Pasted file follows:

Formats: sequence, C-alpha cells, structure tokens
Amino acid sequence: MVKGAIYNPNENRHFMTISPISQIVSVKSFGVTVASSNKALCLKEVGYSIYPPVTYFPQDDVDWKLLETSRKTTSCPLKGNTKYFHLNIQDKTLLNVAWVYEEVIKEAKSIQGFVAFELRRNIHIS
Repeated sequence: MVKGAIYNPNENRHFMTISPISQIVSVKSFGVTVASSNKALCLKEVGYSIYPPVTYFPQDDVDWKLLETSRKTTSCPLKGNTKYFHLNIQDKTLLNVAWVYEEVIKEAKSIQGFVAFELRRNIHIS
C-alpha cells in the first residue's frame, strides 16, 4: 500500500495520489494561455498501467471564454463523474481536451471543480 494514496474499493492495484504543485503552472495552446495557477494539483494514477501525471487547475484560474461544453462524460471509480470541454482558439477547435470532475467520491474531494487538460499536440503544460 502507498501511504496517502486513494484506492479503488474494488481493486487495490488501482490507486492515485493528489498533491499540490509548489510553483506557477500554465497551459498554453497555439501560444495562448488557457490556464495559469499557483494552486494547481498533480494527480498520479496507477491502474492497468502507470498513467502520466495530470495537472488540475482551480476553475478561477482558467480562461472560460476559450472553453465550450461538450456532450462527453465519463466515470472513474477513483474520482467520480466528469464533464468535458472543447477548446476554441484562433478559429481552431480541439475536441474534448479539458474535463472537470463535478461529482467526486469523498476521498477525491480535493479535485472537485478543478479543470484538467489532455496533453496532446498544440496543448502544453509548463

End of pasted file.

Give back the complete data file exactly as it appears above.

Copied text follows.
Formats: sequence, C-alpha cells, structure tokens
Amino acid sequence: MVKGAIYNPNENRHFMTISPISQIVSVKSFGVTVASSNKALCLKEVGYSIYPPVTYFPQDDVDWKLLETSRKTTSCPLKGNTKYFHLNIQDKTLLNVAWVYEEVIKEAKSIQGFVAFELRRNIHIS
Repeated sequence: MVKGAIYNPNENRHFMTISPISQIVSVKSFGVTVASSNKALCLKEVGYSIYPPVTYFPQDDVDWKLLETSRKTTSCPLKGNTKYFHLNIQDKTLLNVAWVYEEVIKEAKSIQGFVAFELRRNIHIS
C-alpha cells in the first residue's frame, strides 16, 4: 500500500495520489494561455498501467471564454463523474481536451471543480 494514496474499493492495484504543485503552472495552446495557477494539483494514477501525471487547475484560474461544453462524460471509480470541454482558439477547435470532475467520491474531494487538460499536440503544460 502507498501511504496517502486513494484506492479503488474494488481493486487495490488501482490507486492515485493528489498533491499540490509548489510553483506557477500554465497551459498554453497555439501560444495562448488557457490556464495559469499557483494552486494547481498533480494527480498520479496507477491502474492497468502507470498513467502520466495530470495537472488540475482551480476553475478561477482558467480562461472560460476559450472553453465550450461538450456532450462527453465519463466515470472513474477513483474520482467520480466528469464533464468535458472543447477548446476554441484562433478559429481552431480541439475536441474534448479539458474535463472537470463535478461529482467526486469523498476521498477525491480535493479535485472537485478543478479543470484538467489532455496533453496532446498544440496543448502544453509548463